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E-cadherin and LGN align epithelial cell divisions with tissue tension independently of cell shape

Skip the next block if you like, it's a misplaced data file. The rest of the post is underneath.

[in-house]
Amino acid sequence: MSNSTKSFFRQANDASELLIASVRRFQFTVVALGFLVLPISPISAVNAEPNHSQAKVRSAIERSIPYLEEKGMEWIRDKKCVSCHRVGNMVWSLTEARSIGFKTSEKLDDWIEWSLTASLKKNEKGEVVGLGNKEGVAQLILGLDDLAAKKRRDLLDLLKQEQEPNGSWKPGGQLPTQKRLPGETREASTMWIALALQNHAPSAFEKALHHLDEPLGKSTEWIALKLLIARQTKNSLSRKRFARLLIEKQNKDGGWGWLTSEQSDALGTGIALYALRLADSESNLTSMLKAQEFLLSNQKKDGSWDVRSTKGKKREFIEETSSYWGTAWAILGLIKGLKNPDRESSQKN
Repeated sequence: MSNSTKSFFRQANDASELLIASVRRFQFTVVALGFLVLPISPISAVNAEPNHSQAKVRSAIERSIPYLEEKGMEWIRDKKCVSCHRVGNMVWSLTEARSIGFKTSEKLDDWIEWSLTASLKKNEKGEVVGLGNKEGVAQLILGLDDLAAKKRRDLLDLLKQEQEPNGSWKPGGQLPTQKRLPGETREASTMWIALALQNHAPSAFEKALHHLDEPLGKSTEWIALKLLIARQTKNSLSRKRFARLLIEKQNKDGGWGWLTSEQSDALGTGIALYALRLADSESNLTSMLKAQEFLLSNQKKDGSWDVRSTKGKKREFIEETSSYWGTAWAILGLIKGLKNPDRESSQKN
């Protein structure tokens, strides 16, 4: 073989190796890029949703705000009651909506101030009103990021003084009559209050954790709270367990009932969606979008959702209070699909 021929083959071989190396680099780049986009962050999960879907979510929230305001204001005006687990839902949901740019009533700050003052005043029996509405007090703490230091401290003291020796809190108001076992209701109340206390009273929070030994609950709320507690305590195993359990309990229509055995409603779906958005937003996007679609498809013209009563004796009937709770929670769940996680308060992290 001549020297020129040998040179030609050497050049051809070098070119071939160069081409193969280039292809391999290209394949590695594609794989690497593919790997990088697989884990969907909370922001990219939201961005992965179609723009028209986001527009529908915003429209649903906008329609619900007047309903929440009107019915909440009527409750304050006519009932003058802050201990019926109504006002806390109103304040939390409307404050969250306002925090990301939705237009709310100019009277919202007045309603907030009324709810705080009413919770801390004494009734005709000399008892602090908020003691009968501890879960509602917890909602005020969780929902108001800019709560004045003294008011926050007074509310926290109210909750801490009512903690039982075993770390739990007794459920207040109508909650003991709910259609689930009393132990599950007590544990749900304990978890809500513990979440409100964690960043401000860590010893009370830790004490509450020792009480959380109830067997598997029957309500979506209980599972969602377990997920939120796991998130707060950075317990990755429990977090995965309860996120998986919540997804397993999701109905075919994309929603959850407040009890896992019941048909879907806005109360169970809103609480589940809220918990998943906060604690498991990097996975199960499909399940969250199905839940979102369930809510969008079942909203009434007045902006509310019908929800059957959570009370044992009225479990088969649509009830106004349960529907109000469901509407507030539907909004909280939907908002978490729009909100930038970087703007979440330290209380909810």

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Tissue morphogenesis requires the coordinated regulation of cellular behavior, which includes the orientation of cell division that defines the position of daughter cells in the tissue. Cell division orientation is instructed by biochemical and mechanical signals from the local tissue environment, but how those signals control mitotic spindle orientation is not fully understood. Here, we tested how mechanical tension across an epithelial monolayer is sensed to orient cell divisions. Tension across Madin-Darby canine kidney cell monolayers was increased by a low level of uniaxial stretch, which oriented cell divisions with the stretch axis irrespective of the orientation of the cell long axis. We demonstrate that stretch-induced division orientation required mechanotransduction through E-cadherin cell-cell adhesions. Increased tension on the E-cadherin complex promoted the junctional recruitment of the protein LGN, a core component of the spindle orientation machinery that binds the cytosolic tail of E-cadherin. Consequently, uniaxial stretch triggered a polarized cortical distribution of LGN. Selective disruption of trans engagement of E-cadherin in an otherwise cohesive cell monolayer, or loss of LGN expression, resulted in randomly oriented cell divisions in the presence of uniaxial stretch. Our findings indicate that E-cadherin plays a key role in sensing polarized tensile forces across the tissue and transducing this information to the spindle orientation machinery to align cell divisions.

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